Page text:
« Media Outlets That Promoted Story Wrongly Faulting Israel Should Now Post Full and Clear Corrections | Main | LA Times, IHT Follow Up on Gaza Baby? »

March 11, 2013

Self Justifying Journalists Just Cannot Admit They Were Wrong

A previous blog entry, "Media Outlets That Promoted Story Wrongly Faulting Israel Should Now Post Full and Clear Corrections" called on readers to demand that journalists fully and forthrightly correct their earlier stories blaming Israel for the death of Omar Mashrawi, the baby son of a Palestinian BBC staffer. Among the worst offenders were the BBC's Jon Donnison and the Washington Post's Max Fisher who abandoned journalistic standards in their rush to indict Israel without sufficient substantiation. Now that even the UN Human Rights Council has shown otherwise, they are twisting themselves into knots to avoid admitting they were wrong.

Jon Donnison grasps at straws as he throws out excuse after excuse to avoid admitting his irresponsible error:

1. "The family, and human rights groups, said that the house was hit in an Israeli attack."

2. "The Israeli military ...never denied carrying out the strike."

3. "Privately, military officials briefed journalists that they had been targeting a militant who was in the building."

The UN Human Rights Council is hardly a supporter of Israel. It is known more for its unwarranted attacks on Israel than for ever defending Israel. But now that it has found that Israel was not to blame, Donnison makes every attempt to discredit its findings. According to Donnison, the UN finding:

1. comes "despite the fact that the Israeli military had reported no rockets being fired out of Gaza so soon after the start of the conflict. "

2. The UN representatives only visited the house "weeks after the attack."

3. "They said they did not carry out a forensic investigation..."

4. They said they "could not 'unequivocally conclude' it was a misfired Palestinian rocket."

5. One official said "it was also possible the house was hit by a secondary explosion after an Israeli air strike on Palestinian weapons stores."

And finally, Donnison quotes the father of the boy, a Palestinian BBC staffer who had insisted that Israel was to blame. Donnison defends himself by saying that "Jehad Mashhrawi dismissed the UN findings as 'rubbish'... "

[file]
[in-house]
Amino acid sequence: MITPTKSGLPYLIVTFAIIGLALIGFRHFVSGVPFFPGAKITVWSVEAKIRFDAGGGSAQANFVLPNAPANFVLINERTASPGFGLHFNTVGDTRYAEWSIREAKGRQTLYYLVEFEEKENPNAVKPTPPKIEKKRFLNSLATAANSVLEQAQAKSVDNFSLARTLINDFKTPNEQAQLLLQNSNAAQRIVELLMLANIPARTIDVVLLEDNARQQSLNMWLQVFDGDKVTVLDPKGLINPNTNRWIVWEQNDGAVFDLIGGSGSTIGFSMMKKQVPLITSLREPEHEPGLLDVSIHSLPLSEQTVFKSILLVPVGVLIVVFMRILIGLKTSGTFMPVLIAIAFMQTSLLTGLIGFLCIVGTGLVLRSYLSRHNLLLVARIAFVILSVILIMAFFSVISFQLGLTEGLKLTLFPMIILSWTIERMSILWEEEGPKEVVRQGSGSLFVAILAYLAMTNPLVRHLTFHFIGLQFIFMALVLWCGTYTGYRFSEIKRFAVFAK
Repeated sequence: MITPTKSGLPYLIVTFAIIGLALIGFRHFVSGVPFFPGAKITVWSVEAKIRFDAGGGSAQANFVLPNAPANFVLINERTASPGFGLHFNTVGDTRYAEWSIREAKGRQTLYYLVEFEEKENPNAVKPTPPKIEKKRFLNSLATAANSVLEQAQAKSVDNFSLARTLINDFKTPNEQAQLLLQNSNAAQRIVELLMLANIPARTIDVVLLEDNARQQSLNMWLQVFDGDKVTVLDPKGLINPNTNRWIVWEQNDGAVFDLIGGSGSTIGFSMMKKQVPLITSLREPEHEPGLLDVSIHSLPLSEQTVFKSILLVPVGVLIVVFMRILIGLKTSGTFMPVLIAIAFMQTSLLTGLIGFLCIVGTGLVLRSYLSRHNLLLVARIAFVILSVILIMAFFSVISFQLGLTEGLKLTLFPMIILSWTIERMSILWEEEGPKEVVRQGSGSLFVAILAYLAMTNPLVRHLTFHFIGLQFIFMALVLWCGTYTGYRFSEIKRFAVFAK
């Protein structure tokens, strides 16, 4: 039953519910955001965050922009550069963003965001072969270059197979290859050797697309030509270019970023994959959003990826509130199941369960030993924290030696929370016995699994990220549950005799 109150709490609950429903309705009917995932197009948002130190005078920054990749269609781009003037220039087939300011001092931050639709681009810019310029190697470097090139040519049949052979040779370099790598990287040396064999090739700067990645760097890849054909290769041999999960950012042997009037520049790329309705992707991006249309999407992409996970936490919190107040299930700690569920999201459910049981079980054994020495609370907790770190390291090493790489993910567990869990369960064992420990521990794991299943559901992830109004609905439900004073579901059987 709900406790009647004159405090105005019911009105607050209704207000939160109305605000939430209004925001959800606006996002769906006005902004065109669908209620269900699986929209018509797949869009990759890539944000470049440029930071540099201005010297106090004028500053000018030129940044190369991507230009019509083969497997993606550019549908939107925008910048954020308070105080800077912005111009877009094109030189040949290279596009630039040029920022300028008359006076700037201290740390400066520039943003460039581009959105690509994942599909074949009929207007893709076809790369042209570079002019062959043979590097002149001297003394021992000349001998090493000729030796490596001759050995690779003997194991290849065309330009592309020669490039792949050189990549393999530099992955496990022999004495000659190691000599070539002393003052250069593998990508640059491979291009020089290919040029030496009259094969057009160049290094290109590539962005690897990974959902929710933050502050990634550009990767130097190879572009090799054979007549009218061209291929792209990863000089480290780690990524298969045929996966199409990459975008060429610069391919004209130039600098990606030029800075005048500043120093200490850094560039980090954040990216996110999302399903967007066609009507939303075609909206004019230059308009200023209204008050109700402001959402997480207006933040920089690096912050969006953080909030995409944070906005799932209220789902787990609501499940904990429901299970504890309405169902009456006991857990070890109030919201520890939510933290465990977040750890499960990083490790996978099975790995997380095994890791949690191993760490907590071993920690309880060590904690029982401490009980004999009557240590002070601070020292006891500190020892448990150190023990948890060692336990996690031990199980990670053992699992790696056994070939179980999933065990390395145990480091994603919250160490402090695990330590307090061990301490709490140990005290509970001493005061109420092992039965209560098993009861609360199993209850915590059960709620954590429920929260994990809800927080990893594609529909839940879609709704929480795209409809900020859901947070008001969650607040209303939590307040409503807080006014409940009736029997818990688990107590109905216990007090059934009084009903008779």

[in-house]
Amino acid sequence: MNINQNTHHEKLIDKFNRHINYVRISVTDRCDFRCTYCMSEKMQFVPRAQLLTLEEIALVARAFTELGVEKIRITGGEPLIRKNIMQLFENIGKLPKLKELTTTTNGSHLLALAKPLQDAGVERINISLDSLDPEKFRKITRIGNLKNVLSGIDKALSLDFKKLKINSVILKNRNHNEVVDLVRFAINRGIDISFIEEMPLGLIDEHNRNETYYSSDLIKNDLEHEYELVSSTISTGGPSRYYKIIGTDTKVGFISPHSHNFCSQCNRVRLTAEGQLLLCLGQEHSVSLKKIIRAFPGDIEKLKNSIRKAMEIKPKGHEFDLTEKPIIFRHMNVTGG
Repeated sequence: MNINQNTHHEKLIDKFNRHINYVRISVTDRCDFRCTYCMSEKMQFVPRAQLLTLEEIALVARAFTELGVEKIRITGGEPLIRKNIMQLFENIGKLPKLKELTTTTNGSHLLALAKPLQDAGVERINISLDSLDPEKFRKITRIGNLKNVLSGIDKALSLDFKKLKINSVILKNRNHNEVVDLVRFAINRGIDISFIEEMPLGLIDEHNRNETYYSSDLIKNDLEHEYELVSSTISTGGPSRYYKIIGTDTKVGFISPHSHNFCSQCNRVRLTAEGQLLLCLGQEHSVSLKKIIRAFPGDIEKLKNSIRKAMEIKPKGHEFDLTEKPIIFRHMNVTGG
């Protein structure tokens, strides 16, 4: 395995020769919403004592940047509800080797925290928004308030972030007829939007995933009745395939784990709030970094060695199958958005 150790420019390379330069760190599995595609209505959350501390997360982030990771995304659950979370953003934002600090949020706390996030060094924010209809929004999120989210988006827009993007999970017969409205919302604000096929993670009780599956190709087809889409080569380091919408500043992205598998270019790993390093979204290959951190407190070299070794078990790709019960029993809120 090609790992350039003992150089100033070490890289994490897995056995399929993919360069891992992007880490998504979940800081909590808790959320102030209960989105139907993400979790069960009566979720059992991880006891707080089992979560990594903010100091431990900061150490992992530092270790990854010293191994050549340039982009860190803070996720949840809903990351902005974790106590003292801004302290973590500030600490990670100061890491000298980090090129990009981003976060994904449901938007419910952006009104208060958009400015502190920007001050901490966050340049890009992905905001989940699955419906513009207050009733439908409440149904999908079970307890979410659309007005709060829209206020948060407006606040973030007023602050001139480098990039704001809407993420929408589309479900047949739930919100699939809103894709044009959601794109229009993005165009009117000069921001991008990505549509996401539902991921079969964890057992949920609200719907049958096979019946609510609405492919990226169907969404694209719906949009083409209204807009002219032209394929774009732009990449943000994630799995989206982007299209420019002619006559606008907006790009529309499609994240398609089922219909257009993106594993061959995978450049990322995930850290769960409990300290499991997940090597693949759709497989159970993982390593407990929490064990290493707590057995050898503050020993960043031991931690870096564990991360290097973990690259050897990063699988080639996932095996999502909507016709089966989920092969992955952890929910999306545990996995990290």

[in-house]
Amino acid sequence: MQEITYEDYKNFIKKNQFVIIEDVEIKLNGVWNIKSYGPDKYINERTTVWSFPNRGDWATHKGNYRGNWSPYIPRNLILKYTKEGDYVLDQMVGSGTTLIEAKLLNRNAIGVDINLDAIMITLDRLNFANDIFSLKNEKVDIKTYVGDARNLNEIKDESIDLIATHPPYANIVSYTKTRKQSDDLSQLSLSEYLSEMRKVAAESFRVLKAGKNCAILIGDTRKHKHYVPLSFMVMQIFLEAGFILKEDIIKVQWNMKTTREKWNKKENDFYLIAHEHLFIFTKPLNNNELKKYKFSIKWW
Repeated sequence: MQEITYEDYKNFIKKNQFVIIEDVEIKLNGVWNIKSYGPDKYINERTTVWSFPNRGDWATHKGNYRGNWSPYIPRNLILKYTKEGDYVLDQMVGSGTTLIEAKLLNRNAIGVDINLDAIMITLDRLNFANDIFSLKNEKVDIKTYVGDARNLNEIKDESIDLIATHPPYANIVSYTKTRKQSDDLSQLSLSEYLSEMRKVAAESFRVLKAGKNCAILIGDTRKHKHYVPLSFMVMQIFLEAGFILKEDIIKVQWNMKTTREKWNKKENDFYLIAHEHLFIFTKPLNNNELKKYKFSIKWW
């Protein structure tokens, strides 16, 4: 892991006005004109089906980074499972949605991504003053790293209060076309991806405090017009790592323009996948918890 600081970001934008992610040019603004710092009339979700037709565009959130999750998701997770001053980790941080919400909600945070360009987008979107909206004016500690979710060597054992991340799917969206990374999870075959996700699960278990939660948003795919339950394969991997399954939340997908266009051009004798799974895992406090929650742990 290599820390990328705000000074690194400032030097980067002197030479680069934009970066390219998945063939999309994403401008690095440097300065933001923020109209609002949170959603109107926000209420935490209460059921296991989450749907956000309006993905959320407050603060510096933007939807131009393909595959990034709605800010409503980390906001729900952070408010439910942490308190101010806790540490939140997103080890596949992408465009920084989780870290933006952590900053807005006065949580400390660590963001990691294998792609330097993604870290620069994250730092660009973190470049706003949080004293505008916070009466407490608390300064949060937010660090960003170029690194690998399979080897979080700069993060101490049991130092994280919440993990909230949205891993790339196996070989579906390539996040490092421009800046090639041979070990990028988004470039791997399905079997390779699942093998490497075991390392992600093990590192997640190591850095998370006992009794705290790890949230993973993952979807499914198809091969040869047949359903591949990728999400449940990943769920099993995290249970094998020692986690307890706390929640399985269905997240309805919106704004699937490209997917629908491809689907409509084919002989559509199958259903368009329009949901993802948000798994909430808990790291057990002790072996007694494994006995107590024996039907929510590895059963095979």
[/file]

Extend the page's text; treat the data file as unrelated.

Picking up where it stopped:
Max Fisher, of the Washington Post, who rushed to highlight the original story on his blog in November is similarly loathe to admit he was wrong. So he resorts to the echo chamber tactic, quoting Donnison to cast doubt on the UN report. And then he launches into a song and dance about how apportioning blame for the death of the child is really irrelevant and meaningless:

Omar Mishrawi’s death and his photo, like so many incidents before it, are treated as a microcosm of the much larger conflict that took his life. But, as I wrote in November when reports suggested that an Israeli strike had killed Mishrawi, does knowing which military’s errant round happened to have landed on this civilian home really determine the larger narrative of one of the world’s thorniest and most complicated conflicts? Does assigning blame for Mishrawi’s tragic death, awful as it may be, offer us any real insight into who holds the blame for 60 years of fighting? And is partitioning blame really going to serve either side particularly well?

It’s difficult to see how knowing whose rocket or missile killed Mishrawi would resolve the larger questions for which that debate is a proxy: responsibility for continuing the long-term conflict, for sparking the latest round of fighting in November, and for the Israeli and Palestinian civilians who suffer as a result.

And there you have it--journalists who eagerly bash Israel without substantiation and refuse to own up to their journalistic misdeeds when they are exposed.

Such tactics defy journalistic ethics and standards. Readers should not allow them to get away with it!

Posted by RH at March 11, 2013 11:20 PM


Guidelines for posting

This is a moderated blog. We will not post comments that include racism, bigotry, threats, or factually inaccurate material.

Post a comment

Remember Me?

(you may use HTML tags for style)